Monday, March 16, 2015
So, for this week's "Music Education Monday," we've got links to free online materials that will provide you autodidacts out there with some information on how to write arrangements for a jazz ensemble.
For starters, check out the "Basics of Horn Arranging" from HornArrangements.com, which is oriented mostly toward writing for smaller and mid-sized groups; the short presentation "Arranging for the Jazz Combo," put together a few years back by former St. Louisan Kris Berg for a state band directors' group in Texas; and "Arranging for Big Band 1-2-3," a tutorial by trumpeter and educator Michael Mossman that has a helpful checklist of questions to consider before starting to write an arrangement.
You also may want to bookmark the site JazzArrangingClass.com, which apparently was created as a supplement to an online course, but contains a lot of material that can be perused without signing up for anything.
Along similar lines, the "Jazz Arranging Tutorial" once used at the University of Northern Colorado may have been designed originally to work with audio material from a specific CD, but also functions as a handy one-page reference for some basic concepts and terms, as well as info like instrument ranges.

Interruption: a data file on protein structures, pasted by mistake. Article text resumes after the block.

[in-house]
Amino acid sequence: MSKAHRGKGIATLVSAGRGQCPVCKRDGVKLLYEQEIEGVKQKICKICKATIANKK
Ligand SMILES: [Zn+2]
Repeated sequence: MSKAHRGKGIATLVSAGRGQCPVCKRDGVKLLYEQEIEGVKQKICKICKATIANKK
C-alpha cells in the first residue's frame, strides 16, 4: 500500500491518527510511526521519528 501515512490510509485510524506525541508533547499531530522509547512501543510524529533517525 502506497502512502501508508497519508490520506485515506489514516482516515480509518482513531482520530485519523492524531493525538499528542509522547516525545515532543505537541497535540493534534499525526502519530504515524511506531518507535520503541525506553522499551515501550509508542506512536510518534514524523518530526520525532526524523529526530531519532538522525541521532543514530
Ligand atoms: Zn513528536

When you're ready for a deeper dive, head over to "Jazz Arranging Online," which breaks down a book by bassist and jazz educator Chuck Israels into a series of online lessons presented as forum posts. The format may be a little awkward, but there's lots of good info there and Israels, who's best known for his work with pianist Bill Evans and for directing the National Jazz Ensemble, certainly has the profile and necessary experience to be a credible instructor.
Lastly, another in-depth resource available online for free is the ebook version of "Arranging by Examples: The Practical Guide to Jazz and Pop Orchestra Arranging," a 220-page PDF written (in English) by the Dutch composer and arranger Frans Absil. While it's a free version of what presumably is a more comprehensive print book, there's plenty of useful info there for aspiring arrangers.
Of course, it's a big internet out there, so this list is by no means comprehensive. Do you know of other useful online resources or tutorials for aspiring arrangers? If so, please share in the comments.